Greater MSP Touts Successful 1st Year, Job Creation Efforts

Greater MSP Touts Successful 1st Year, Job Creation Efforts

The economic development group said that by the end of 2012, its efforts will have helped create or retain 4,000 Twin Cities jobs.

Economic development group Greater MSP said Monday that it is on track to reach its five-year goal of helping to add 25,000 jobs in the Twin Cities metro area, a goal that the organization announced at its launch party last fall.
 
Greater MSP is projecting that by the end of 2012, its efforts will have helped create or retain 4,000 jobs in the metro area through 30 “projects” that have involved assisting companies with launching or retaining operations in the Twin Cities, or relocating to the area. The group said that companies involved in the projects collectively spent $440 million on new facilities and equipment.
 
The group said at the time of its launch that the Minnesota Department of Employment and Economic Development estimated 75,000 new Twin Cities jobs by 2016. Greater MSP's goal is to boost that number to 100,000. It said that a total of 22,000 jobs, including ones created without its help, will be added in the Twin Cities area in 2012.
 
Greater MSP also announced that starting December 16, it will air a weekly television show on KSTP (Channel 5) that will highlight stories of local businesses and business leaders. The 30-minute program will be hosted by former news anchor Cyndy Brucato.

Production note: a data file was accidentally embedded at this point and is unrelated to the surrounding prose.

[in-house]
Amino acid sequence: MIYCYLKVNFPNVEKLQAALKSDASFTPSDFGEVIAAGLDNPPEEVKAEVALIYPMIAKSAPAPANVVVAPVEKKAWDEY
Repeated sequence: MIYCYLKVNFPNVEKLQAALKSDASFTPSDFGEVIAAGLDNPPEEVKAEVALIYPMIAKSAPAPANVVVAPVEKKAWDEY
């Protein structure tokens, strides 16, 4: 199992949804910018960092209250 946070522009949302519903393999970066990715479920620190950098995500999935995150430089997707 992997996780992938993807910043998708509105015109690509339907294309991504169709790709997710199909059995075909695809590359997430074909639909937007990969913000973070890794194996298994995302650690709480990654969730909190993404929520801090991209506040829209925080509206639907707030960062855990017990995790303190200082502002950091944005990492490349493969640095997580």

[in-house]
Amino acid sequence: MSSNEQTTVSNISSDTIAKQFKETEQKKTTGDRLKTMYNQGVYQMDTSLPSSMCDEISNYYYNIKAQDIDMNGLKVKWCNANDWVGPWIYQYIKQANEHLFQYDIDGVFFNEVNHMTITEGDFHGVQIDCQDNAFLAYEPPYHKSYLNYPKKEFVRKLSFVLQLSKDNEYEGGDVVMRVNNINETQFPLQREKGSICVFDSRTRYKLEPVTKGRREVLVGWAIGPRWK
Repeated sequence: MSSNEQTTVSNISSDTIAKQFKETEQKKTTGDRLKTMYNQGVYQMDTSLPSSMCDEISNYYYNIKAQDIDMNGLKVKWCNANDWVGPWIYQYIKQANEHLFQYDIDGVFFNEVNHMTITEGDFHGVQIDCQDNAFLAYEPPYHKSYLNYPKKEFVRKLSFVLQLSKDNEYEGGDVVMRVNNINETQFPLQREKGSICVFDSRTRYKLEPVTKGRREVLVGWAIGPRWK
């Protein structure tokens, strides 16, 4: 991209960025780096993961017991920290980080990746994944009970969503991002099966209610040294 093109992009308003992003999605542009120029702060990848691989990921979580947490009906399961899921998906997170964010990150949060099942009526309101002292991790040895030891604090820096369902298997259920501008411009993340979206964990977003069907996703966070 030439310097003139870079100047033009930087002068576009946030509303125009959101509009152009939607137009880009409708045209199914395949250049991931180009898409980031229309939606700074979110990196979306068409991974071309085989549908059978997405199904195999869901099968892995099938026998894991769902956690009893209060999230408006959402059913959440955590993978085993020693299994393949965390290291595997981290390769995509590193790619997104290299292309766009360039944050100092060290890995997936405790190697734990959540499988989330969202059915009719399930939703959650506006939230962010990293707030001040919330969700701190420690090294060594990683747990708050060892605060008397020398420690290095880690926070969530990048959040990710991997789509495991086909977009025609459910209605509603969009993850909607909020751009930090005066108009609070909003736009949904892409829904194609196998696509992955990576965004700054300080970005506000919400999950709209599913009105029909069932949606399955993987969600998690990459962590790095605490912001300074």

Greater MSP—which is aimed at attracting, expanding, and retaining businesses in the 13-county metro area—is an initiative started by The Itasca Project—a conglomeration of about 60 CEOs from across the state, public-sector officials, and leaders from area foundations. The Itasca Project claimed it conducted research that indicated that the Twin Cities lacked a centralized regional structure for developing a brand for the area, and in September 2010, it announced plans to raise funds for Greater MSP’s launch. The organization now has about 140 investors and is funded 80 percent by private dollars and 20 percent by counties and municipalities.
 
Greater MSP’s official launch came less than a month after Capital City Partnership, a 15-year-old nonprofit economic development organization in St. Paul, disbanded amid criticism that it failed to meet its goals. That organization’s executive director, Joel Akason, joined Greater MSP.